The Australian competition watchdog has revealed that it saw a nine per cent surge in telecommunications industry complaints and inquiries in 2015-16, with National Broadband Network-related complaints rising by 145 per cent compared to the year prior.
The Australian Competition and Consumer Commission (ACCC) received 2775 complaints and inquiries relating to the local telecommunications industry during the 2015-16, according to figures in its latest annual telecommunications report, published on 8 March.
The ACCC also undertook 15 major investigations within the telco industry during the period.
During the year, the ACCC received 752 NBN-related complaints, with the increase in complaints about Australia’s national network reflecting the accelerated rollout of the network, according to the ACCC, as the number of premises activated increased by 136 per cent compared to the previous year.
“While the number of complaints during the year also increased, it is important to note that in percentage terms the growth in the number of complaints grew less than the number of premises activated,” the ACCC stated in its report.
By comparison, the Telecommunications Industry Ombudsman (TIO) received 13,406 new NBN-related complaints in 2015–16, almost double the number of complaints from the previous year.
In November last year, the TIO revealed that new complaints about faults on NBN services surged by 147.8 per cent during the 2015-16 financial year.
The two most significant issues raised with the TIO related to faults, such as slow data speeds, unusable services and drop outs, connection delays, and missed connection appointments.
While the ACCC saw a rise in telecommunications-related complaints during the year, it noted that the Telecommunications Industry Ombudsman (TIO) received 112 518 complaints in 2015-16, a 9.6 per cent drop from the previous year’s tally.
In fact, complaints to the TIO have fallen consistently over the past five years, largely due to the increased focus by industry on improving customer service, according to the ACCC, as well as changes to telecommunications regulations and investments to improve mobile infrastructure.
That said, during the period, the proportion of complaints to the TIO relating to internet services increased by nine per cent, with internet service complaints relating to slow data speeds increasing by 48 per cent from the previous year.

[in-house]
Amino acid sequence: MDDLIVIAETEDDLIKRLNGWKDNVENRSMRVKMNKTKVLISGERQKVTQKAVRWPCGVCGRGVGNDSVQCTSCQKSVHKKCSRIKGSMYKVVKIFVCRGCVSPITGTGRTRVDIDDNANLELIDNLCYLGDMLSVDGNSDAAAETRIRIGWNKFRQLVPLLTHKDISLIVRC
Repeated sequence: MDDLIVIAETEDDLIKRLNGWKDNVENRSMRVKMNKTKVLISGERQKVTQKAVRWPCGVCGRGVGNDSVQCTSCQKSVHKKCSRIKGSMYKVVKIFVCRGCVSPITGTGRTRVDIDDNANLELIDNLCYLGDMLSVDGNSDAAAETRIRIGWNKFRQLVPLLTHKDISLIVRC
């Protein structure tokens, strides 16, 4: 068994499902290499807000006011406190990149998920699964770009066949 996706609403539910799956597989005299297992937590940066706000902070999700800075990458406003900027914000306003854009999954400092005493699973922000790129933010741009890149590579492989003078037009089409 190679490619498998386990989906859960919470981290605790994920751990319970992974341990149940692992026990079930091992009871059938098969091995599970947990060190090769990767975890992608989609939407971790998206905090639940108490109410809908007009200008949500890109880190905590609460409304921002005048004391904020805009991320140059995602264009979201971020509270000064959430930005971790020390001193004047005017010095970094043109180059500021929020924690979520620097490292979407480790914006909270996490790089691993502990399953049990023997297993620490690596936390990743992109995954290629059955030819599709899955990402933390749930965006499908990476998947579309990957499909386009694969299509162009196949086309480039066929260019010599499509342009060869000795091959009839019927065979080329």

Meanwhile, mobile complaints decreased during the period and, according to the ACCC, can be attributed to investment in mobile infrastructure, increased included data allowances, stronger industry code rules on advertising and the international mobile roaming standard.
The ACCC’s latest telco industry report also revealed that average access payments on NBN of $43 per month outstrip those for national access to the Telstra legacy network, which stand at $33 per month.
However, the ACCC also pointed out that carriers on the Telstra legacy network also need to meet the costs of operating their DSL networks, and thus cannot supply the full range of retail services that are available over the NBN.
At the same time, the ACCC said that overall prices paid for telecommunications services fell in real terms by 1.5 per cent in 2015–16. This is a relatively small decrease – in real prices – compared to decreases recorded in the past 10 years, which averaged 3.1 per cent.
Bucking this downward trend, however, are the prices paid for internet services, with the average real price paid for all types of internet services increasing by 2.7 per cent during the year. The increase in data inclusions suggests that some consumers are paying more to receive more, the ACCC said.
Certainly, a continuing trend amongst consumers is for greater amounts of data on both fixed line and mobile networks. Overall data download volumes increased by 51 per cent between June 2015 and June 2016, according to the report.
“While some consumers may be paying more, they are also getting much more in terms of data allowances,” said ACCC chairman, Rod Sims. “Consumer demand for streaming services, cloud services, and increasingly content rich websites and social media applications is driving this growth in data consumption.
“The rapid evolution of the sector is delivering access to higher quality communications networks and a greater range of services for consumers,” he said.